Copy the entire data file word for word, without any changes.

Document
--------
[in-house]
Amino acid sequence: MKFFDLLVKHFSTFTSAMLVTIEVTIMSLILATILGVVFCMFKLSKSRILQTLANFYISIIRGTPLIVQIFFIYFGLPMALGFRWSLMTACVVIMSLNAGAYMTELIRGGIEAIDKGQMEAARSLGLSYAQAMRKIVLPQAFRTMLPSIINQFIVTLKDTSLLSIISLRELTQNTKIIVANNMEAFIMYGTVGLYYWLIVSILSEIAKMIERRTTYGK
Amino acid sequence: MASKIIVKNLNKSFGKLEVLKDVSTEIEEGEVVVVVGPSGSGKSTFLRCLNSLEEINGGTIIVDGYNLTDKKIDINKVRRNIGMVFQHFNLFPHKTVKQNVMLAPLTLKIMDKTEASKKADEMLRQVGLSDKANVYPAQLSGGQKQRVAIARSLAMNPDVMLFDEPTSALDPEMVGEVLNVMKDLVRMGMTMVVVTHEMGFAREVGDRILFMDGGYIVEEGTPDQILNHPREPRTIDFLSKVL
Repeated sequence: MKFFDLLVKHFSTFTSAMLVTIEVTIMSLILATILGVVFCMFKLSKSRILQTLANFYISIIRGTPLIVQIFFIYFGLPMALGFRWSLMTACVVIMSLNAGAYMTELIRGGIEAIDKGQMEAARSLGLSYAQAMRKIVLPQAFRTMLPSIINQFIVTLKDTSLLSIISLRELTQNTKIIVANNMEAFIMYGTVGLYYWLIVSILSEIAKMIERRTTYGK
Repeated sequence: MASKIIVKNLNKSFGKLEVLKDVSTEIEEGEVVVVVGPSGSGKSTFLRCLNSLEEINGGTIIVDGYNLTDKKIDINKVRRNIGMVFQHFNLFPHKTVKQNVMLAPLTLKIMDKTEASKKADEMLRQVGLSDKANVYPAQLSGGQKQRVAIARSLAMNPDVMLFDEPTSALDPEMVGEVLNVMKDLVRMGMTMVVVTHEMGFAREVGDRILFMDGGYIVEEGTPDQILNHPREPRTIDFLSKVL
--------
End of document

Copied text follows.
[in-house]
Amino acid sequence: MKFFDLLVKHFSTFTSAMLVTIEVTIMSLILATILGVVFCMFKLSKSRILQTLANFYISIIRGTPLIVQIFFIYFGLPMALGFRWSLMTACVVIMSLNAGAYMTELIRGGIEAIDKGQMEAARSLGLSYAQAMRKIVLPQAFRTMLPSIINQFIVTLKDTSLLSIISLRELTQNTKIIVANNMEAFIMYGTVGLYYWLIVSILSEIAKMIERRTTYGK
Amino acid sequence: MASKIIVKNLNKSFGKLEVLKDVSTEIEEGEVVVVVGPSGSGKSTFLRCLNSLEEINGGTIIVDGYNLTDKKIDINKVRRNIGMVFQHFNLFPHKTVKQNVMLAPLTLKIMDKTEASKKADEMLRQVGLSDKANVYPAQLSGGQKQRVAIARSLAMNPDVMLFDEPTSALDPEMVGEVLNVMKDLVRMGMTMVVVTHEMGFAREVGDRILFMDGGYIVEEGTPDQILNHPREPRTIDFLSKVL
Repeated sequence: MKFFDLLVKHFSTFTSAMLVTIEVTIMSLILATILGVVFCMFKLSKSRILQTLANFYISIIRGTPLIVQIFFIYFGLPMALGFRWSLMTACVVIMSLNAGAYMTELIRGGIEAIDKGQMEAARSLGLSYAQAMRKIVLPQAFRTMLPSIINQFIVTLKDTSLLSIISLRELTQNTKIIVANNMEAFIMYGTVGLYYWLIVSILSEIAKMIERRTTYGK
Repeated sequence: MASKIIVKNLNKSFGKLEVLKDVSTEIEEGEVVVVVGPSGSGKSTFLRCLNSLEEINGGTIIVDGYNLTDKKIDINKVRRNIGMVFQHFNLFPHKTVKQNVMLAPLTLKIMDKTEASKKADEMLRQVGLSDKANVYPAQLSGGQKQRVAIARSLAMNPDVMLFDEPTSALDPEMVGEVLNVMKDLVRMGMTMVVVTHEMGFAREVGDRILFMDGGYIVEEGTPDQILNHPREPRTIDFLSKVL